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Edge-zine issue 9: Inside

From Vicky Mackenzie’s ‘Tutors thoughts’ through Steve Cusson’s work ‘Prison Cinema’ and onto Therese Livonne and her self portrait the 9th edition of Edge-zine is packed with thought provoking work and articles from across the Open College of the Arts range of disciplines.

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Study event: Stanley Kubrick archive

Join OCA tutor Jayne Taylor on a guided study trip on Friday 7 February to the Stanley Kubrick archive at the University of the Arts London Archives and Special Collections Centre.

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Food for thought

Food has always played a role in art. From the Renaissance artist Giuseppe Arcimboldo’s witty portraits composed of fruits and vegetables and the beautiful still life paintings of the Dutch Golden Age, through to Wayne Thiebaud’s iconic painted pies and cakes in the pop art era, artists have used food to express their pleasures and preoccupations.  

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Engaging Places: Environment, Anthropocene & Ecology E-Meet Nov 27th

Our next Arts & Environment E-meet is November 27th, 6-7pm UK time. Link to join  https://oca.zoom.us/j/418087540 Please sign up for the meet first via this google form WHAT and WHY? Get involved. This is an informal online chat using zoom.  A 60 minute conversation to share ideas and resources to support each other’s work-in-progress. Our […]

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Breaking into the boys’ club

For centuries, women have fought against adversity to pursue artistic careers in what was (and arguably still is) a man’s world.  They have suffered the humiliation of having their works passed off under someone else’s name, of being barred access to training, of struggling to do what men have taken for granted (simply represent themselves on canvas or celluloid) and of having their pieces relegated to dark corners of museum and gallery storerooms.  

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Relative Poverty

Relative Poverty would be stories – based in fact, as we understand documentaries to be – and the intent was overt; to show the lives lived in as much detail as it takes to overcome the naysayers. A tall order I know.

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All too human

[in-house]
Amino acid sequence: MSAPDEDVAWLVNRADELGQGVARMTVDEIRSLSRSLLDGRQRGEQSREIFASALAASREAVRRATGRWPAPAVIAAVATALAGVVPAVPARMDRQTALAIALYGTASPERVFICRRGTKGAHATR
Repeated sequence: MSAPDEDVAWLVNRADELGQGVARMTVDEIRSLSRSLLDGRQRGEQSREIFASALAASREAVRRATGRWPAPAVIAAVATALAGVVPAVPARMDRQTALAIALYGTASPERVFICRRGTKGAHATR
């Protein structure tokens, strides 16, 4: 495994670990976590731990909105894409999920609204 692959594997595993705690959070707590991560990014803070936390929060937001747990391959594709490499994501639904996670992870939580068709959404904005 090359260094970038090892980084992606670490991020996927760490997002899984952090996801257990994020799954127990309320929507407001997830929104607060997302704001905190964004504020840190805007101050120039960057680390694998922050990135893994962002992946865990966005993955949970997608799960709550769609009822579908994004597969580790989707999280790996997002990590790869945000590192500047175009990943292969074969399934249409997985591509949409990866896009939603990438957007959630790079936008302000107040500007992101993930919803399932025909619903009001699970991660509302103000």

Join OCA’s Gerald Deslandes on the 14 July at Tate Britain in London. This must-see exhibition brings together the giants of 20th century British figurative painting

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Diversity talk is cheap: Why perceptions of the design industry are deceptive.

As a designer from a minority and working class background, I had similar perceptions of the creative industries prior to beginning my career. I became a designer to do a job I love, and I wholeheartedly believe in many of the progressive ideals of diversity and equality that design agencies love to talk about.

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Game of Thrones

The recent publication of a book by the White House photographer, Pete Souza,and the concurrence of two exhibitions at the Royal Academy and the Queen’s Gallery have made me wonder what President Obama’s resident court photographer might have taught the Stuarts.

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The chill voice of Russia

My love-affair with Soviet cinema was cemented at film school when, literally frame by frame, we dissected Sergei Eisenstein’s 1925 propaganda masterpiece Battleship Potemkin. Back in the late sixties and early seventies as British cinemas fell into decline one or two flee-pits survived in some small towns, included mine, Reigate. It was there I first saw Andrei Tarkovsky, starting with his 1966 classic, Andrei Rublev, showing to an empty theatre. At film school I spent seven hours watching – and dozing – through Sergey Bondarchuk’s epic War and Peace and of course, plenty of Tarkovsky.

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